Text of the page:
This undated fluorescence-colored microscope image made available by the National Institutes of Health in September 2016 shows a culture of human breast cancer cells. (Photo: AP)
More women may benefit from gene testing for hereditary breast or ovarian cancer, especially if they’ve already survived cancer once, an influential health group recommended Tuesday.
At issue are genes called BRCA1 and BRCA2. When they’re mutated, the body can’t repair damaged DNA as well, greatly increasing the chances of breast, ovarian and certain other cancers. Gene testing allows affected women to consider steps to lower their risk, such as when actress Angelina Jolie underwent a preventive mastectomy several years ago.
Most cancer isn’t caused by BRCA mutations — they account for 5% to 10% of breast cancers and 15% of ovarian cancers — so the gene tests aren’t for everyone. But mutations cluster in families, and the US Preventive Services Task Force has long recommended that doctors screen women who have relatives with BRCA-related cancers and refer those who might benefit from gene testing to a genetic counselor to help them decide.
Tuesday, the task force expanded that advice, telling primary care doctors they should also assess women’s risk if:
—they previously were treated for breast or other BRCA-related cancers including ovarian, fallopian tube or peritoneal cancers, and now are considered cancer-free.
—their ancestry is prone to BRCA mutations, such as Ashkenazi Jewish women.
Why screen breast cancer survivors? After all, they already know there’s a risk of recurrence.
Take, for example, someone who had a tumor removed in one breast in their 40s a decade ago, when genetic testing wasn’t as common. Even this many years later, a BRCA test still could reveal if they’re at risk for ovarian cancer — or at higher than usual risk for another tumor in their remaining breast tissue, explained task force member Dr. Carol Mangione of the University of California, Los Angeles. And it could alert their daughters or other relatives to a potential shared risk.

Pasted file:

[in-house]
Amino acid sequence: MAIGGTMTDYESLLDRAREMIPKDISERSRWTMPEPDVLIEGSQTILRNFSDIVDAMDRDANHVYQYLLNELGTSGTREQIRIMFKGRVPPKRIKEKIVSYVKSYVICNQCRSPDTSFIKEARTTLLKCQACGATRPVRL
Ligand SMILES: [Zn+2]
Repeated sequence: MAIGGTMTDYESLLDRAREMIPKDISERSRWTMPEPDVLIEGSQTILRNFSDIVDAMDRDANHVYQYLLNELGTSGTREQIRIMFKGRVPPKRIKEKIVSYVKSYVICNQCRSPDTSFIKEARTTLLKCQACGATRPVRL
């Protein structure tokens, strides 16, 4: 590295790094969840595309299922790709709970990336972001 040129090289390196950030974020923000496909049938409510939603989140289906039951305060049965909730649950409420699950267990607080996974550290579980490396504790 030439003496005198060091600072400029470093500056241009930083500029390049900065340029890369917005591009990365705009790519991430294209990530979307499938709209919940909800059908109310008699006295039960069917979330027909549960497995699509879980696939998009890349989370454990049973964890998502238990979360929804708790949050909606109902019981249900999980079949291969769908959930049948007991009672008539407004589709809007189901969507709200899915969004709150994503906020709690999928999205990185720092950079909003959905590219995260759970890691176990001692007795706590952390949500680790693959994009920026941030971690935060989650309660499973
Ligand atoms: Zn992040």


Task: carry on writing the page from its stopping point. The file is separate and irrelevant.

“It’s important to test those people now,” Mangione said. “We need to get the word out to primary care doctors to do this assessment and to make the referrals.”
Private insurers follow task force recommendations on what preventive care to cover, some at no out-of-pocket cost under rules from former President Barack Obama’s health care law. The recommendations were published in the Journal of the American Medical Association.
Cancer groups have similar recommendations for BRCA testing, and increasingly urge that the newly diagnosed be tested, too, because the inherited risk can impact choices about surgery and other treatment.
Identifying BRCA mutation carriers “can be lifesaving, and should be a part of routine medical care,” Drs. Susan Domchek of the University of Pennsylvania and Mark Robson of Memorial Sloan Kettering Cancer Center, who weren’t involved with the new guidelines, wrote in an editorial accompanying them.
But too few high-risk women ever learn if they harbor BRCA mutations, they wrote. For example, cancer groups have long recommended that all ovarian cancer patients be tested, but several studies have found testing is done in less than a third.
Don’t skip the genetic counseling, said the task force’s Mangione. BRCA testing can cause anxiety and sometimes gives confusing results, finding mutations that might not be dangerous — things the counselors are trained to interpret. There’s a shortage of genetic counselors, particularly in rural areas, and she said counseling by phone can work.
There’s a wide array of gene tests, some that search just for BRCA mutations and others that test dozens of additional genes at the same time. There’s even a direct-to-consumer kit sold by 23andMe — but Domchek and Robson warned it only detects the three mutations found most in women of Ashkenazi Jewish descent, not dozens of other mutations.